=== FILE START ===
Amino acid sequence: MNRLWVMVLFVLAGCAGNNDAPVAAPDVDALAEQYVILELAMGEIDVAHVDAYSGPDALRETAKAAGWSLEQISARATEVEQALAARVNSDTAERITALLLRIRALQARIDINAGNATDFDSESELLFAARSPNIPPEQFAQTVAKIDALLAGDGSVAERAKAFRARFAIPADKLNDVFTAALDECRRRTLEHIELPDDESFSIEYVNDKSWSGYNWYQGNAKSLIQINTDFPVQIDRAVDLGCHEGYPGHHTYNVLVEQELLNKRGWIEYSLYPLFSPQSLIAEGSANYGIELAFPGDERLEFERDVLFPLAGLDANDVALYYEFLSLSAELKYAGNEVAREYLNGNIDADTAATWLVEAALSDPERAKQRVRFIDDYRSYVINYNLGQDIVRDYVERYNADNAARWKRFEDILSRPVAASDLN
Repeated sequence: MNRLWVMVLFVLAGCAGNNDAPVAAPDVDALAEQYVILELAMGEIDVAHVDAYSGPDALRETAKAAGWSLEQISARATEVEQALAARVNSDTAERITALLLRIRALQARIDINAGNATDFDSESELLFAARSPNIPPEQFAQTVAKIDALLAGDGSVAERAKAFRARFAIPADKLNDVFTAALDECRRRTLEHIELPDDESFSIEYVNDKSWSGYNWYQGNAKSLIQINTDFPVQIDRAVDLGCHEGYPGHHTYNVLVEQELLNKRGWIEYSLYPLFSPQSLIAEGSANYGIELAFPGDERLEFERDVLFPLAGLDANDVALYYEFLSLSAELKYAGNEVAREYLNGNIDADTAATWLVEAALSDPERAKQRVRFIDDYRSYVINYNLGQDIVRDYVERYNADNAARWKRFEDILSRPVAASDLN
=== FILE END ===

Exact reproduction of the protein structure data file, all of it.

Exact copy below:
Amino acid sequence: MNRLWVMVLFVLAGCAGNNDAPVAAPDVDALAEQYVILELAMGEIDVAHVDAYSGPDALRETAKAAGWSLEQISARATEVEQALAARVNSDTAERITALLLRIRALQARIDINAGNATDFDSESELLFAARSPNIPPEQFAQTVAKIDALLAGDGSVAERAKAFRARFAIPADKLNDVFTAALDECRRRTLEHIELPDDESFSIEYVNDKSWSGYNWYQGNAKSLIQINTDFPVQIDRAVDLGCHEGYPGHHTYNVLVEQELLNKRGWIEYSLYPLFSPQSLIAEGSANYGIELAFPGDERLEFERDVLFPLAGLDANDVALYYEFLSLSAELKYAGNEVAREYLNGNIDADTAATWLVEAALSDPERAKQRVRFIDDYRSYVINYNLGQDIVRDYVERYNADNAARWKRFEDILSRPVAASDLN
Repeated sequence: MNRLWVMVLFVLAGCAGNNDAPVAAPDVDALAEQYVILELAMGEIDVAHVDAYSGPDALRETAKAAGWSLEQISARATEVEQALAARVNSDTAERITALLLRIRALQARIDINAGNATDFDSESELLFAARSPNIPPEQFAQTVAKIDALLAGDGSVAERAKAFRARFAIPADKLNDVFTAALDECRRRTLEHIELPDDESFSIEYVNDKSWSGYNWYQGNAKSLIQINTDFPVQIDRAVDLGCHEGYPGHHTYNVLVEQELLNKRGWIEYSLYPLFSPQSLIAEGSANYGIELAFPGDERLEFERDVLFPLAGLDANDVALYYEFLSLSAELKYAGNEVAREYLNGNIDADTAATWLVEAALSDPERAKQRVRFIDDYRSYVINYNLGQDIVRDYVERYNADNAARWKRFEDILSRPVAASDLN